Location of Potterville, Michigan
|• Mayor||Jeff Bussard|
|• Total||1.82 sq mi (4.71 km2)|
|• Land||1.68 sq mi (4.35 km2)|
|• Water||0.14 sq mi (0.36 km2)|
|Elevation||899 ft (274 m)|
|• Estimate (2012)||2,614|
|• Density||1,557.7/sq mi (601.4/km2)|
|Time zone||Eastern (EST) (UTC-5)|
|• Summer (DST)||EDT (UTC-4)|
|GNIS feature ID||0635356|
Potterville is named after Linus Potter, who settled his family in the area in November, 1844. Linus was elected supervisor of Benton Township in 1846. In 1830, Linus and his wife Diantha came from Cayuga County, New York, by way of the Erie Canal, to Buffalo and then by way of Lake Erie steamboat to Detroit. From there, Linus and Diantha walked to Plymouth, Michigan, a journey of about thirty miles, before walking on to Saline. The pair carried their three-year-old son, George, and their infant daughter, Louisa.
On July 6, 1994, a lightning strike at Fox Park injured 22 beach-goers. The lightning struck the water and "walked up the beach."
The city experienced a massive train derailment of 35 Canadian National railroad cars over Memorial Day weekend 2002. Due to leaking propane from the cars, the entire city was evacuated. The cause of the derailment was found to have been a faulty rail.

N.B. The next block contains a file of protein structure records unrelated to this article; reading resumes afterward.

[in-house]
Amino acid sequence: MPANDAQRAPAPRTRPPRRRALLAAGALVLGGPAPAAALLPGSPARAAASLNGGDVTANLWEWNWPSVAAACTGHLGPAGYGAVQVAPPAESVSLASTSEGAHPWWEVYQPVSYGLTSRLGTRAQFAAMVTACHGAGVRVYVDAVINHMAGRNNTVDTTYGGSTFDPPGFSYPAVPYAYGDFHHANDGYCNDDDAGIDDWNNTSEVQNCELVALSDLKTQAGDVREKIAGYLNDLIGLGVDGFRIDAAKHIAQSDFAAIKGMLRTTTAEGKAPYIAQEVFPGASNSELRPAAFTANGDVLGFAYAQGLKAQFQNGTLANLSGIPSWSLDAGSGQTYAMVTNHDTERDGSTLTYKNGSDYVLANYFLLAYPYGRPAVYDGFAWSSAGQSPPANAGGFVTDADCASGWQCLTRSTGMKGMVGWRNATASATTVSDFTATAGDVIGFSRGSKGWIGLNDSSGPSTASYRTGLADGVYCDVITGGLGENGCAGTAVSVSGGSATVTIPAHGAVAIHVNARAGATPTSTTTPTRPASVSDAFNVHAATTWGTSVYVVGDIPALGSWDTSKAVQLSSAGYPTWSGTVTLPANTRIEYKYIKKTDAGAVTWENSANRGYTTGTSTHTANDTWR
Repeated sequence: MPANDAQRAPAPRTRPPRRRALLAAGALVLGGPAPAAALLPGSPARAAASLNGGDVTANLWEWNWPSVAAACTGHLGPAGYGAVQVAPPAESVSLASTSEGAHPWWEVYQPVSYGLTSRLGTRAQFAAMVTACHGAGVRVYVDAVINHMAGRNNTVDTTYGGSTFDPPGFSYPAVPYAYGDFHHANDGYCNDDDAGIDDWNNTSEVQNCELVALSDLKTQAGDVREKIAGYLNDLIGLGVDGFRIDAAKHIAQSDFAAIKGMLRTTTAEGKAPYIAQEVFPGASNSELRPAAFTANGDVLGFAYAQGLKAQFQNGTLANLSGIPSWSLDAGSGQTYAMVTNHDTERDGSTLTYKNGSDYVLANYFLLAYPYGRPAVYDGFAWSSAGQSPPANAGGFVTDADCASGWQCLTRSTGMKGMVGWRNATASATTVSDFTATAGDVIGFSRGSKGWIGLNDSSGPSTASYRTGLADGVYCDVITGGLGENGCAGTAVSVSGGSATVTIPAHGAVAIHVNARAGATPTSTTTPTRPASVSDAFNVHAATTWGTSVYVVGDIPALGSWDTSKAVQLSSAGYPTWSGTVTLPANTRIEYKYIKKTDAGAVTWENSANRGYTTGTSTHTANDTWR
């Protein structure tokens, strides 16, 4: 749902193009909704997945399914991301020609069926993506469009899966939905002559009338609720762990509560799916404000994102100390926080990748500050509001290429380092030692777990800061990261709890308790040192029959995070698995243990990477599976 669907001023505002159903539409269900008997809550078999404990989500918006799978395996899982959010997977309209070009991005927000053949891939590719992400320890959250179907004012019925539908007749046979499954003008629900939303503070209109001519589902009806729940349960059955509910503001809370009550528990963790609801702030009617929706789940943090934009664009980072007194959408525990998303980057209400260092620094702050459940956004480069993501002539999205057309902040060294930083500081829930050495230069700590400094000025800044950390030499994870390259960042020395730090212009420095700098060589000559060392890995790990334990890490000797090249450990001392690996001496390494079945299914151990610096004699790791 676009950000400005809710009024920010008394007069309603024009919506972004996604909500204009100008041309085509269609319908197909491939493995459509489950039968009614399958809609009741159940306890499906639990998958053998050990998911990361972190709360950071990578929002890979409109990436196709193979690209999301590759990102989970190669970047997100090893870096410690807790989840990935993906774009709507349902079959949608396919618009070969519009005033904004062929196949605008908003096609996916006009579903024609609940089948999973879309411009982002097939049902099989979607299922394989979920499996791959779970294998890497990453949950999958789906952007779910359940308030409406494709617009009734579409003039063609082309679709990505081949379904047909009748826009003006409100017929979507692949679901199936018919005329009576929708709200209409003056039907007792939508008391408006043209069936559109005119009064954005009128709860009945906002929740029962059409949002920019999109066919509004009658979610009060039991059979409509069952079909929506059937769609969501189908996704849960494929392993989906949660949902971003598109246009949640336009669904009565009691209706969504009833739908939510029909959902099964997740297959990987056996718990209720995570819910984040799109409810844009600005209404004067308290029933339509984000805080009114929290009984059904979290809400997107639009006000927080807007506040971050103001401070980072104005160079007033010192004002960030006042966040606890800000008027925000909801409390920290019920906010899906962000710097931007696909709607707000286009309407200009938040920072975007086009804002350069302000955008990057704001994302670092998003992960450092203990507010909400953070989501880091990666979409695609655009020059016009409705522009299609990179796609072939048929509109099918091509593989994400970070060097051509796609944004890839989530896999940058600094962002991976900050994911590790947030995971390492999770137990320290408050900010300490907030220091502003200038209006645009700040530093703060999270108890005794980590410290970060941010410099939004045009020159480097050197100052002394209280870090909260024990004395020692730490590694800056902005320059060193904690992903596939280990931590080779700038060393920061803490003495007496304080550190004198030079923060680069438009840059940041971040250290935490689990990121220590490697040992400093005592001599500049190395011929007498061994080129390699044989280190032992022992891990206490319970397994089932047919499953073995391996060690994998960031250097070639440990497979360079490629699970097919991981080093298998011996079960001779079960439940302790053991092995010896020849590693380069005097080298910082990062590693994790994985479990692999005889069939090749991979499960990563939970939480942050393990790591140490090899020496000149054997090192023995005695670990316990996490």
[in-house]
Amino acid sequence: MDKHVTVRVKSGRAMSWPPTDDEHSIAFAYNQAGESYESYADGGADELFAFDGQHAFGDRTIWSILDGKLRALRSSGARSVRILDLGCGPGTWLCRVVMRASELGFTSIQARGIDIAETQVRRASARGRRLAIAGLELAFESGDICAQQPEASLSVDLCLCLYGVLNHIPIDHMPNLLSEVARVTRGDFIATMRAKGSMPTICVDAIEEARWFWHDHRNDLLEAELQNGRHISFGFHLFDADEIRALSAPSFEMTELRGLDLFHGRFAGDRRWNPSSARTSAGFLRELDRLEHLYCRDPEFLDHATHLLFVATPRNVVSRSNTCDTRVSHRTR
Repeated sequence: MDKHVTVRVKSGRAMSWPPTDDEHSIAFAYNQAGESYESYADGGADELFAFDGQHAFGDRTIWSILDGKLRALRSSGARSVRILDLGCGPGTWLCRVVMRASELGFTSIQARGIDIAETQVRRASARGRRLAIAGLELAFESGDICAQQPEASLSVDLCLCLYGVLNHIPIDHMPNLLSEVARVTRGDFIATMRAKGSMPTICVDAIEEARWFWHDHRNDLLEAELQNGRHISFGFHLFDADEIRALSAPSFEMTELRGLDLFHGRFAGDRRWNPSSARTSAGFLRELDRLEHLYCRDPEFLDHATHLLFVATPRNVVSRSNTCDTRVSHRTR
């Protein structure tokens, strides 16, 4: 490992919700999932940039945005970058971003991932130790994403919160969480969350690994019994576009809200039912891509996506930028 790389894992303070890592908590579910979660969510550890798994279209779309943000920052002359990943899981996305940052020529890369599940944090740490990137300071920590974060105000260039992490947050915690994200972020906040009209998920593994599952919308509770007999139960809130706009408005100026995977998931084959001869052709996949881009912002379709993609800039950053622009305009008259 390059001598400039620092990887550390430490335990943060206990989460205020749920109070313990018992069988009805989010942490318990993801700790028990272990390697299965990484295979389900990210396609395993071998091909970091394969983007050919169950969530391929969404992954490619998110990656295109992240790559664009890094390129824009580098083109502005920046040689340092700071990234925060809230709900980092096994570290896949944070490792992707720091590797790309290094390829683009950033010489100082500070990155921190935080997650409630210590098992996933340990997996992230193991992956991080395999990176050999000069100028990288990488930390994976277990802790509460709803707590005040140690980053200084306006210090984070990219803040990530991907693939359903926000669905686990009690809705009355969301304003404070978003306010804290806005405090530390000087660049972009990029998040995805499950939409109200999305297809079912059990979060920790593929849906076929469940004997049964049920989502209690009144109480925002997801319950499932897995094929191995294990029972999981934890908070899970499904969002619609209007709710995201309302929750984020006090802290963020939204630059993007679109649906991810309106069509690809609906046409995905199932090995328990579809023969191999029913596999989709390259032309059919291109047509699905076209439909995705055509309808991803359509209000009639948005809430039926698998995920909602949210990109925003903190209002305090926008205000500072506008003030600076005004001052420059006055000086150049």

January 30, 2010 at 11:30 pm a fire occurred in downtown Potterville burning two antique shops, a book store, Masonic Lodge, a dog grooming shop, and two apartments. This fire destroyed historic buildings that were 100 years old. No one was seriously hurt in the fire. Fire fighters from Benton Township, Windsor Township, Delta Township, Charlotte, and Eaton Rapids were initially involved in battling the blaze. When it was found that the city's water system could not keep up with the draw from fighting the inferno, tanker trucks from each of the above departments as well as several other departments in Eaton County were called to assist. It took nearly twelve hours to extinguish the blaze. The fire then rekindled on February 1, 2010 and was again extinguished.